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I am trying to develop a formula to calculate the force of water sloshing against the inside of a cylinder.

While there has been a lot of development of baffles and structures designed to minimize the effect of sloshing liquids in tanks, we are doing some studies of liquids in small tanks without baffles.

Our tank is approximately 3’ long by 1’ diameter. It is placed horizontally. It contains 5 gallons of water. The tank is angled downward 3 deg. At the lower end there is a small cylindrical structure on top for a vent tube, baffle and filter.

Our test is to prove that the sloshing of the liquid in the tank will not reach the vent filter.

We will accelerate the tank along the horizontal at 15 ft/sec^2 for a time of 0.5-1.0 sec.

Now through simple V=a*t and D=v*t equations we know that the tank will move to a speed of 15 ft/sec and 15ft distance in 1 sec.

But how much FORCE will be required to accel (15 ft/sec^2) the tank held at 3 degrees with 5 gallons of water horizontally?

Assume for now no friction. We will be using very low drag linear bearings to support the tank in the track.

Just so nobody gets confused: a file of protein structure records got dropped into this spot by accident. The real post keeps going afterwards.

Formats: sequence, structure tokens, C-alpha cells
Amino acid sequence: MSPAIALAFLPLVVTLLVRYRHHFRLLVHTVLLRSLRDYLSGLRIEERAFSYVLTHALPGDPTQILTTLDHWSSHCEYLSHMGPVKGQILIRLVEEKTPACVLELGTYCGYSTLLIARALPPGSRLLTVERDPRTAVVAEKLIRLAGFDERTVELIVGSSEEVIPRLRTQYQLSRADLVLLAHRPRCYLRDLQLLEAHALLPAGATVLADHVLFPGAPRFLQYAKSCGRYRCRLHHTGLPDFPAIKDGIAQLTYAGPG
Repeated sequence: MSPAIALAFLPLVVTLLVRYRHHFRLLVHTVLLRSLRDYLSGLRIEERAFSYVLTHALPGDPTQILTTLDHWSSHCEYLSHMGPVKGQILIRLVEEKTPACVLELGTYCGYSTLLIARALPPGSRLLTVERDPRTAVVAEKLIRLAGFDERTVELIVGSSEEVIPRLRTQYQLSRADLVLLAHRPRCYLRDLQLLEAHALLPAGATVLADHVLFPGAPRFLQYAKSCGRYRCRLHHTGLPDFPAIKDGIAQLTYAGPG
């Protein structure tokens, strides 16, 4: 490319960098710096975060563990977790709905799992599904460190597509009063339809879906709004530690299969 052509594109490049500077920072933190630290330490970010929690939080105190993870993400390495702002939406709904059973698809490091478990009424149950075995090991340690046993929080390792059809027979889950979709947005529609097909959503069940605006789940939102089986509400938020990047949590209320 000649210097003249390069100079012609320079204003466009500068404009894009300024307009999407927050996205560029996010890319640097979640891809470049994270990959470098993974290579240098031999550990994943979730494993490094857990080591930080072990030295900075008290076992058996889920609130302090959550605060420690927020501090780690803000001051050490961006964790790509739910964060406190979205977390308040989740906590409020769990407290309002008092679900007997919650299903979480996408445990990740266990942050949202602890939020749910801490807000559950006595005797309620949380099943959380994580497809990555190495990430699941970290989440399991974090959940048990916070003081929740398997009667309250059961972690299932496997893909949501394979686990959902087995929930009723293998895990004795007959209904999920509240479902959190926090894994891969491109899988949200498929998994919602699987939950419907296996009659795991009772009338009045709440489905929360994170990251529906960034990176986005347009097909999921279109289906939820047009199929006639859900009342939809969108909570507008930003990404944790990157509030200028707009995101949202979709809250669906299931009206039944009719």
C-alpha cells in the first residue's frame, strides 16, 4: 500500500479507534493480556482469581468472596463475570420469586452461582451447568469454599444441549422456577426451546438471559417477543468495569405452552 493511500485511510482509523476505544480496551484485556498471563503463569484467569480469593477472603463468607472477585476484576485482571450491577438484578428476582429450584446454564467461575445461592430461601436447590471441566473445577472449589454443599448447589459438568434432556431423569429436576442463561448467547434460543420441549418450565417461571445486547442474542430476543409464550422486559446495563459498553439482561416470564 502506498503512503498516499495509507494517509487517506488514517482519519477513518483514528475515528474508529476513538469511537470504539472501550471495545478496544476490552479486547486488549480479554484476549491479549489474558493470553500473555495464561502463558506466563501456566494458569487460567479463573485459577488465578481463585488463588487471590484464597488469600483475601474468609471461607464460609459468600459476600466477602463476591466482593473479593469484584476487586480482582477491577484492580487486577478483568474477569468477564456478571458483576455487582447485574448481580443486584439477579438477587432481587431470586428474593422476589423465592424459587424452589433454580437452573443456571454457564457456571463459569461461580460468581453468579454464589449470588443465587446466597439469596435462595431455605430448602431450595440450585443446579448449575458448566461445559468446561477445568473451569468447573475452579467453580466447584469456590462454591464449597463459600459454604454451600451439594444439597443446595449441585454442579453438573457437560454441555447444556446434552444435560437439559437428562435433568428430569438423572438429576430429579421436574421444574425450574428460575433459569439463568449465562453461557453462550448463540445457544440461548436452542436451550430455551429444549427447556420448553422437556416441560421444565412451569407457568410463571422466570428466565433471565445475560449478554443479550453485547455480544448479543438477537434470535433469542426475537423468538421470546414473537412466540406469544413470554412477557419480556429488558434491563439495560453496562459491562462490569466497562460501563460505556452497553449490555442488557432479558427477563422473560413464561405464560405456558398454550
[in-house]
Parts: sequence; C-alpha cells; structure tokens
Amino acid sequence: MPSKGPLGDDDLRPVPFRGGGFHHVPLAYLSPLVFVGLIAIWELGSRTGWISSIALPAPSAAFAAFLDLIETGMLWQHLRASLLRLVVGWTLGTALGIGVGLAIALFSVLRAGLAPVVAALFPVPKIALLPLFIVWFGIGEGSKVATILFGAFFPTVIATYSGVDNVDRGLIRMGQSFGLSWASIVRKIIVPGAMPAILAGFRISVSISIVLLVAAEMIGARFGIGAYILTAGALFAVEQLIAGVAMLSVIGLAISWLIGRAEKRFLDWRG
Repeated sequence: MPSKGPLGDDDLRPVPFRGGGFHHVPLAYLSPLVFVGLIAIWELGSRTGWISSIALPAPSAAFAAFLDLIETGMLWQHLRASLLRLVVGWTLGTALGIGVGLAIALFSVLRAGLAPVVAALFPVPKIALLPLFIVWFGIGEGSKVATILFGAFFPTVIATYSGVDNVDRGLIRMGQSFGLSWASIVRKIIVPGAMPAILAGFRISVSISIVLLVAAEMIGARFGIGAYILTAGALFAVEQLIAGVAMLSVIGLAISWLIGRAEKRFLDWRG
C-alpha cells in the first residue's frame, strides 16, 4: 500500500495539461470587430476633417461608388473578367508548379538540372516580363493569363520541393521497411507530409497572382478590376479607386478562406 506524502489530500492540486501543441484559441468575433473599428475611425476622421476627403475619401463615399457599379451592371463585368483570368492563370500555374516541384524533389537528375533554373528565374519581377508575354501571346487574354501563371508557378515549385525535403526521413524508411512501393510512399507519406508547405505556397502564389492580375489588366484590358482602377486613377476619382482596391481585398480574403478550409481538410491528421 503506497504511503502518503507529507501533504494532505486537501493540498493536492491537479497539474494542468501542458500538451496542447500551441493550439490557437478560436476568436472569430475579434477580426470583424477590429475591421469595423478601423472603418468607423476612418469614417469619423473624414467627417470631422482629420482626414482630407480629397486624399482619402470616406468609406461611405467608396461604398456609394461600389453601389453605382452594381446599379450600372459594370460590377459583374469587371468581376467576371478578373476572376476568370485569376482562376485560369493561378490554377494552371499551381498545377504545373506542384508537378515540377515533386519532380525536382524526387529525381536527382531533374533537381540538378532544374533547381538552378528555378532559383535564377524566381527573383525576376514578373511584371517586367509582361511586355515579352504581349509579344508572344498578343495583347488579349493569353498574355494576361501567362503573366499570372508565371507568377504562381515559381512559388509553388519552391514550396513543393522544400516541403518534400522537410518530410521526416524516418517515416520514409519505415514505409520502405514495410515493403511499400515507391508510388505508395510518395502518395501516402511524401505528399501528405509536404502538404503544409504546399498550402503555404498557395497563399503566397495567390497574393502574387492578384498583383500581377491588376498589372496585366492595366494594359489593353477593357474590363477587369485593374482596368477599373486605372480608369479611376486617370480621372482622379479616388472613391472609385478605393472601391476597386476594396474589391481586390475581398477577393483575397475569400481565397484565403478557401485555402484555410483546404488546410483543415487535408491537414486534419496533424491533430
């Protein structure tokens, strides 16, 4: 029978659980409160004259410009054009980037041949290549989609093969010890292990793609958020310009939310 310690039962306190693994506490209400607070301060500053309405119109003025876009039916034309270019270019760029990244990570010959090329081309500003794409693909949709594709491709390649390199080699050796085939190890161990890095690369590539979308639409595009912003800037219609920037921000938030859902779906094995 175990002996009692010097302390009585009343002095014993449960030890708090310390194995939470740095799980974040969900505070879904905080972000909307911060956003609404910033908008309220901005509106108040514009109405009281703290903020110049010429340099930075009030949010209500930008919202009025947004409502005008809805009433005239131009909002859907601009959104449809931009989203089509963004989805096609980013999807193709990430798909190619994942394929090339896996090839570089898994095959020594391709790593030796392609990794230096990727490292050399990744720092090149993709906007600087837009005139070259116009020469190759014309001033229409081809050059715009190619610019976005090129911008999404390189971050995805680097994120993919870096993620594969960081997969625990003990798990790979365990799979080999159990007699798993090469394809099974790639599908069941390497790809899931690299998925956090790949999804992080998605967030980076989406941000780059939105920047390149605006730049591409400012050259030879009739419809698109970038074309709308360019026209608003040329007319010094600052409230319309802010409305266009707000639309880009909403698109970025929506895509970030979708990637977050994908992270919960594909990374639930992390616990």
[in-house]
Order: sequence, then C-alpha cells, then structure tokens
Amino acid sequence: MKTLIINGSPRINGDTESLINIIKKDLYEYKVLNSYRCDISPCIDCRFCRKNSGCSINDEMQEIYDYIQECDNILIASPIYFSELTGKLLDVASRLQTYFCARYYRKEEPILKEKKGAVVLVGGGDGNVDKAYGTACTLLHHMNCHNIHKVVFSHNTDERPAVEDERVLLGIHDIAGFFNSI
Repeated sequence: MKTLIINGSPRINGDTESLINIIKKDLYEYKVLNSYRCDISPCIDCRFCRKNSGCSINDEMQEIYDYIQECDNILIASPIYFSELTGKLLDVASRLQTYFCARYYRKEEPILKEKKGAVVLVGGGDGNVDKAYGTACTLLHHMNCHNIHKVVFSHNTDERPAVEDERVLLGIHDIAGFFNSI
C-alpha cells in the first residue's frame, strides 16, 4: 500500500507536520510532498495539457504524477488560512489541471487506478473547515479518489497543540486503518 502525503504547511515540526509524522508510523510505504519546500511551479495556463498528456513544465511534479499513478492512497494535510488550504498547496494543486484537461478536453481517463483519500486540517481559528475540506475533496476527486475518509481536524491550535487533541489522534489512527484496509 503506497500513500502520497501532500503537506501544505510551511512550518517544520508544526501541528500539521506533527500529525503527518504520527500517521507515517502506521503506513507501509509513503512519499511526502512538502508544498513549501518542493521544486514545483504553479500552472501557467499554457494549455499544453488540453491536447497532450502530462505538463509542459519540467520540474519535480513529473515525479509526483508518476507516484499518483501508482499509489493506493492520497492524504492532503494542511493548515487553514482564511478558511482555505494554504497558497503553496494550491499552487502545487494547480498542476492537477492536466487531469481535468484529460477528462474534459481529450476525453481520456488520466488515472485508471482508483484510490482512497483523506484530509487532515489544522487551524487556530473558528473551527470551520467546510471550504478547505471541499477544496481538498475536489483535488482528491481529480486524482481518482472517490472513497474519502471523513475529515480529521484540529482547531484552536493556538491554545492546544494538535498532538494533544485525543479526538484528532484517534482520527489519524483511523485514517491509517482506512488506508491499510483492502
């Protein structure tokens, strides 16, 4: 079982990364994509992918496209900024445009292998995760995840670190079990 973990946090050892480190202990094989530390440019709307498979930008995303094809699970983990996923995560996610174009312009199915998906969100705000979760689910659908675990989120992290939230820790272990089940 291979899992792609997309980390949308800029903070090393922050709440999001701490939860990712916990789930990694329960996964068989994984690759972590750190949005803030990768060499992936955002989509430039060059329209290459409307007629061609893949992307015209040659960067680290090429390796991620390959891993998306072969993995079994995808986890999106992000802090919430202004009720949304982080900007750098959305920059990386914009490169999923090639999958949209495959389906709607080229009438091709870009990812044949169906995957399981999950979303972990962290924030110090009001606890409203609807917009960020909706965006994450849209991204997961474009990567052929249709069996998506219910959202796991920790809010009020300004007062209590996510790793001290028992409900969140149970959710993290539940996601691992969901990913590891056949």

Dry weight of the tank is 24 lb

5 gallons water is 42 lb

F=m*a

a is known constant. However, “m”, the mass of the tank with the liquid is NOT constant. Your not pushing a 66 lb static block…

The tank is being accel’d out from under the liquid. The tank moves at first instant acceleration and the liquid shears to the end of the tank, it then “sloshes”at the tank end and a complex interaction of forces take place with momentum and the viscosity of the liquid, playing a large part.

The mass dynamically shifts…

Is there a formula derived or empirical to give me a estimate at least of the force required to push the tank at a constant accel? Taking into account the physical properties of the liquid?

This really isn’t a textbook problem. It’s a real world testing design problem.

I work for an aerospace company, and our tank is a lavatory waste tank, filled with, waste..

The 15 ft/sec^2 is an estimate of the decel of the plane as it lands, with a full tank and the pilot is surging (pumping) the brakes to slow down the plane.

The liquid in the tank sloshes forward, but the waste liquid cannot slosh so much that the vent filter on top of the tank is contaminated.